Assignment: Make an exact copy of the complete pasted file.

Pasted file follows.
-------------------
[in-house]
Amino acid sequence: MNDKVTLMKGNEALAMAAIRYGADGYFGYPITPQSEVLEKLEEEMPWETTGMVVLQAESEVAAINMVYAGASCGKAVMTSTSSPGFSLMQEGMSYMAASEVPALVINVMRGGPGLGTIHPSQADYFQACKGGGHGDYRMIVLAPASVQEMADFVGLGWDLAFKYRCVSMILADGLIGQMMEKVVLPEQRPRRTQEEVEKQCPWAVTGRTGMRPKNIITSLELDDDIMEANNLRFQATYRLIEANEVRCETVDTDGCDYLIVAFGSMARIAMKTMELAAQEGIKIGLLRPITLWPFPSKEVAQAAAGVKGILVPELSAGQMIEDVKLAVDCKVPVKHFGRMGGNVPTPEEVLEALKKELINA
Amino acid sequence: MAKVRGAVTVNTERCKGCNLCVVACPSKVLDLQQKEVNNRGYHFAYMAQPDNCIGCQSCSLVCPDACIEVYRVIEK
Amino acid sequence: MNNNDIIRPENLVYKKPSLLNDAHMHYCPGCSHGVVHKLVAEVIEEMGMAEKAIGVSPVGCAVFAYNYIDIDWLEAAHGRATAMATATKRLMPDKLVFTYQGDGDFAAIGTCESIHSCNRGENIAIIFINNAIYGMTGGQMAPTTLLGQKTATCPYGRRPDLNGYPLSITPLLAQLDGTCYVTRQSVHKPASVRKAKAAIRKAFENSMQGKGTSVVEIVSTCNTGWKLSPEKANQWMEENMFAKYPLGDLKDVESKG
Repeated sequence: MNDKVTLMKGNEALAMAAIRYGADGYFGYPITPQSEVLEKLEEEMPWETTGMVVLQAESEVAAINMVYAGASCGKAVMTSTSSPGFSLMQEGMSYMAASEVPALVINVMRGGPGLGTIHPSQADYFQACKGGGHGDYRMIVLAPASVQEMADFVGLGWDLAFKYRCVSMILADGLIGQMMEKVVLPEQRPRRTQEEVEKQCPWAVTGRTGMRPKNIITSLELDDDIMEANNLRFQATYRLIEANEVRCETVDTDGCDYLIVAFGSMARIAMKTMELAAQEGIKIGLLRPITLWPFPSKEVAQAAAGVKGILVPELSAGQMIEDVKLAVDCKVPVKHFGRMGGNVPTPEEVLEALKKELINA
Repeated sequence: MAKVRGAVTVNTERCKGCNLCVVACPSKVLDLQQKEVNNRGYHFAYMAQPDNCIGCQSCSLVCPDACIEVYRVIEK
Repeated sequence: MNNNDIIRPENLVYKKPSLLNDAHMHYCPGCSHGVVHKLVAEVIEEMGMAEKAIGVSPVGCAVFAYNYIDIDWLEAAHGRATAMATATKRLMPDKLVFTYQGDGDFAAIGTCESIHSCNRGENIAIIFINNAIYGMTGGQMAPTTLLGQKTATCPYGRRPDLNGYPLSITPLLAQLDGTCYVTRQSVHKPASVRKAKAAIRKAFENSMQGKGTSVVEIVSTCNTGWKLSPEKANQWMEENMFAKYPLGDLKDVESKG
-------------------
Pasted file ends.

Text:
[in-house]
Amino acid sequence: MNDKVTLMKGNEALAMAAIRYGADGYFGYPITPQSEVLEKLEEEMPWETTGMVVLQAESEVAAINMVYAGASCGKAVMTSTSSPGFSLMQEGMSYMAASEVPALVINVMRGGPGLGTIHPSQADYFQACKGGGHGDYRMIVLAPASVQEMADFVGLGWDLAFKYRCVSMILADGLIGQMMEKVVLPEQRPRRTQEEVEKQCPWAVTGRTGMRPKNIITSLELDDDIMEANNLRFQATYRLIEANEVRCETVDTDGCDYLIVAFGSMARIAMKTMELAAQEGIKIGLLRPITLWPFPSKEVAQAAAGVKGILVPELSAGQMIEDVKLAVDCKVPVKHFGRMGGNVPTPEEVLEALKKELINA
Amino acid sequence: MAKVRGAVTVNTERCKGCNLCVVACPSKVLDLQQKEVNNRGYHFAYMAQPDNCIGCQSCSLVCPDACIEVYRVIEK
Amino acid sequence: MNNNDIIRPENLVYKKPSLLNDAHMHYCPGCSHGVVHKLVAEVIEEMGMAEKAIGVSPVGCAVFAYNYIDIDWLEAAHGRATAMATATKRLMPDKLVFTYQGDGDFAAIGTCESIHSCNRGENIAIIFINNAIYGMTGGQMAPTTLLGQKTATCPYGRRPDLNGYPLSITPLLAQLDGTCYVTRQSVHKPASVRKAKAAIRKAFENSMQGKGTSVVEIVSTCNTGWKLSPEKANQWMEENMFAKYPLGDLKDVESKG
Repeated sequence: MNDKVTLMKGNEALAMAAIRYGADGYFGYPITPQSEVLEKLEEEMPWETTGMVVLQAESEVAAINMVYAGASCGKAVMTSTSSPGFSLMQEGMSYMAASEVPALVINVMRGGPGLGTIHPSQADYFQACKGGGHGDYRMIVLAPASVQEMADFVGLGWDLAFKYRCVSMILADGLIGQMMEKVVLPEQRPRRTQEEVEKQCPWAVTGRTGMRPKNIITSLELDDDIMEANNLRFQATYRLIEANEVRCETVDTDGCDYLIVAFGSMARIAMKTMELAAQEGIKIGLLRPITLWPFPSKEVAQAAAGVKGILVPELSAGQMIEDVKLAVDCKVPVKHFGRMGGNVPTPEEVLEALKKELINA
Repeated sequence: MAKVRGAVTVNTERCKGCNLCVVACPSKVLDLQQKEVNNRGYHFAYMAQPDNCIGCQSCSLVCPDACIEVYRVIEK
Repeated sequence: MNNNDIIRPENLVYKKPSLLNDAHMHYCPGCSHGVVHKLVAEVIEEMGMAEKAIGVSPVGCAVFAYNYIDIDWLEAAHGRATAMATATKRLMPDKLVFTYQGDGDFAAIGTCESIHSCNRGENIAIIFINNAIYGMTGGQMAPTTLLGQKTATCPYGRRPDLNGYPLSITPLLAQLDGTCYVTRQSVHKPASVRKAKAAIRKAFENSMQGKGTSVVEIVSTCNTGWKLSPEKANQWMEENMFAKYPLGDLKDVESKG